Despite being a powerhouse, Daimler has certain corporate weaknesses that cannot be overlooked. Due to the fact they are based out of Europe, they tend to encounter complications and added expenses when exporting products to the North American market. This includes but is not limited to; export tariffs, cross-atlantic shipping costs, currency exchange rates and intercontinental commerce regulations (Beauchemin, 2016). Additionally, Daimler is forced to sell “North American adaptations” of their vehicles in order to compete with domestic auto manufacturers. Some complications include producing left-hand drive vehicles and equipping cars with NHTSA approved air bags. This inevitably ends up costing Daimler extra and subsequently reduces profit margins.

In terms of opportunities, Daimler has many. Daimler has enough capital to buy smaller companies and subsequently add to their roster of sub-brands. Their 2018 annual report states that as a company, they have 2.9 billion euros of “free cash flow” (Jones, 2018). In the past, this money has been allocated to buy competitor automotive companies such as SmartCar. Not only does this give Daimler an opportunity to further distinguish their parent brand, but it also eliminates competition and frees up market share. An additional opportunity would be the Mercedes AMG Formula One race team. Led by principal investor Toto Wolff, the AMG race team is powerhouse of the motorsport world. Among many things, the race team provides Daimler with fantastic advertising opportunities. It also facilitates the innovation of new powertrain, suspension and transmission systems. One might argue that Mercedes AMG has dominated the track almost as much as they dominate the consumer market.

Finally, one must consider the corporate threats that Daimler AG faces. The biggest threat to the company is the constantly changing environmental regulations that all automakers must take into account. Most Daimler vehicles rely upon large, powerful gasoline engines. As environmental conditions worsen and climate change becomes a bigger concern, the demand for V8, V10 and V12 engines continues to decrease. These inefficient engines, the engines Daimler has built its empire around are becoming the technology of the past. In order to keep up with current consumer demands as well as meet government regulations, Daimler brands must focus on the development of low emission powertrains and engines rely on cleaner energy sources. Although Daimler Automotive Group suffers from inevitable weaknesses and faces certain threats, they are without a doubt a force to be reckoned with when it comes to the automotive industry.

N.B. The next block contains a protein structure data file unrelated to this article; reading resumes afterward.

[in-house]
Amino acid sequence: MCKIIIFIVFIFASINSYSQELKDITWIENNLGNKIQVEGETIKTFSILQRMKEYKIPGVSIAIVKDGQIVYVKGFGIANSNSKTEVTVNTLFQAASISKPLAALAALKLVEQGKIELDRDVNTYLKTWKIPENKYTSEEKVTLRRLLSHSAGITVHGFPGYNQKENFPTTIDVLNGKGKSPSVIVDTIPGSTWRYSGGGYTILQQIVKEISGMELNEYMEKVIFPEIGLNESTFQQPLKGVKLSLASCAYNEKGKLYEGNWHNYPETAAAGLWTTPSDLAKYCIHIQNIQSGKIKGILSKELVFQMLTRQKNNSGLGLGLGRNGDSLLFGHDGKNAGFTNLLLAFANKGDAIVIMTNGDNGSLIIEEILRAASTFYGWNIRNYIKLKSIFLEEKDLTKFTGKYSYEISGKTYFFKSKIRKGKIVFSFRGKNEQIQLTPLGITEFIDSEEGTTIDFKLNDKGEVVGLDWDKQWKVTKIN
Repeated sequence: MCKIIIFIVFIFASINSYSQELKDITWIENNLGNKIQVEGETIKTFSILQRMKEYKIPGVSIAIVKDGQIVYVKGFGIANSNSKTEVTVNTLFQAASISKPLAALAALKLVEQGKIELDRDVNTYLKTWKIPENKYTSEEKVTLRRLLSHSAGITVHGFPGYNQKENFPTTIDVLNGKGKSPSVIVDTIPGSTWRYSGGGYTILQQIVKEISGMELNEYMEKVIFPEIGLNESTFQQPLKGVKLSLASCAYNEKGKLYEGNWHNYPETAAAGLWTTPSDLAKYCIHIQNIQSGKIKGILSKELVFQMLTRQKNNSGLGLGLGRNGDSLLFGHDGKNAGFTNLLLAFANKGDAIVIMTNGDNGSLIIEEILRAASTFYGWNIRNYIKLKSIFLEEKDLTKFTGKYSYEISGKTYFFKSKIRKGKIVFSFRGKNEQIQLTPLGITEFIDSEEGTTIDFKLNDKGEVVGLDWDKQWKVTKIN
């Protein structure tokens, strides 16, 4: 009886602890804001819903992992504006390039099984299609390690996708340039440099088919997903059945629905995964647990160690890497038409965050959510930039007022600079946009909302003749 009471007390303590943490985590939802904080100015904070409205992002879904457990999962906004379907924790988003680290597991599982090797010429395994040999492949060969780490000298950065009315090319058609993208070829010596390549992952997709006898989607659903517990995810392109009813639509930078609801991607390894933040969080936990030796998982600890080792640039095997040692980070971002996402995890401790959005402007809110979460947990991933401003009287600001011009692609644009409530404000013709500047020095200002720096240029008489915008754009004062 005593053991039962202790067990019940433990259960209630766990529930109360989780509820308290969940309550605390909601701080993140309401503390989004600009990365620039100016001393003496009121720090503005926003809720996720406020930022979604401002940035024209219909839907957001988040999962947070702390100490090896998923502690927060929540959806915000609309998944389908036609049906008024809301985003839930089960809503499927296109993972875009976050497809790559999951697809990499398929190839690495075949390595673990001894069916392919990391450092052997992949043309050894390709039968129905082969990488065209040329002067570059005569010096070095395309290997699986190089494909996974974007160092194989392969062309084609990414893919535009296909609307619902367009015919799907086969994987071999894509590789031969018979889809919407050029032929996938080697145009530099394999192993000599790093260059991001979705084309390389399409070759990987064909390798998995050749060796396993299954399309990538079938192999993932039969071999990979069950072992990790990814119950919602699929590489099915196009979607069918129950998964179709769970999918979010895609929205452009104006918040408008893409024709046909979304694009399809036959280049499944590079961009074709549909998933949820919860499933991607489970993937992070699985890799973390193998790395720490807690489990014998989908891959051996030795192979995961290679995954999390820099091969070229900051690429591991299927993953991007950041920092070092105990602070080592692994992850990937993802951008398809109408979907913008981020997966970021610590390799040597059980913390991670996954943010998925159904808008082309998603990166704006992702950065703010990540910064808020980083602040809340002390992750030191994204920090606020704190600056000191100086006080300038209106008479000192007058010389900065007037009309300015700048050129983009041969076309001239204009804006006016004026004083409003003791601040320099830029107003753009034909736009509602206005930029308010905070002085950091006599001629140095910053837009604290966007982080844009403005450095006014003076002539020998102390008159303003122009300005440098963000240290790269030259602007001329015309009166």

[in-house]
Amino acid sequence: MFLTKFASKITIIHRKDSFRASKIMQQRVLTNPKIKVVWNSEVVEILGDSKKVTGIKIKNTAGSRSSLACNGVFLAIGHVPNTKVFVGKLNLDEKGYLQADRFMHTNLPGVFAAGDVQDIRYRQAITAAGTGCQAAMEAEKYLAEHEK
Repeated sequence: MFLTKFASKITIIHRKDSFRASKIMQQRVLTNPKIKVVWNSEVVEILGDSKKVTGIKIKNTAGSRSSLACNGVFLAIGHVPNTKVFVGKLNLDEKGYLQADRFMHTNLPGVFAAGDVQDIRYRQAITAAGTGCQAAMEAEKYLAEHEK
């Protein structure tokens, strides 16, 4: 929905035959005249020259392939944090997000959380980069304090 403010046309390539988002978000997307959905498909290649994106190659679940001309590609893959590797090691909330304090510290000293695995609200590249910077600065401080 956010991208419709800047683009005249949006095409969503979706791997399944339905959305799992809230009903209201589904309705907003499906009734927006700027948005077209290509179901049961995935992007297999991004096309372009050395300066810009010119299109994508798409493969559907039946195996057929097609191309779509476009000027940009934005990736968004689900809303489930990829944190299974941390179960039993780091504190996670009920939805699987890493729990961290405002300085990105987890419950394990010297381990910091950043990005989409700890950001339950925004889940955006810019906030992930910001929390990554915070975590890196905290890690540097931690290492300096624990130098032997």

Work Cited

Beauchemin, F. (2016). Daimler: growth in unit sales and revenue — EBIT and dividend at high levels. Retrieved from sales-and-revenue — EBIT-and-dividend-at-high-levels.xhtml?oid=42464844.

Hennin, G. (2018). How Do Hydrogen Fuel Cell Vehicles Work? Retrieved from

Jones, M. (n.d.). Our Business Units. Retrieved from

Kennard, L. (2019). Daimler Global Media Site. Retrieved from

N. A. Sedans, SUVs, Coupes & Wagons. (n.d.). Retrieved from

Daimler AG; A German Powerhouse was originally published in ILLUMINATION on Medium, where people are continuing the conversation by highlighting and responding to this story.

Powered by WPeMatico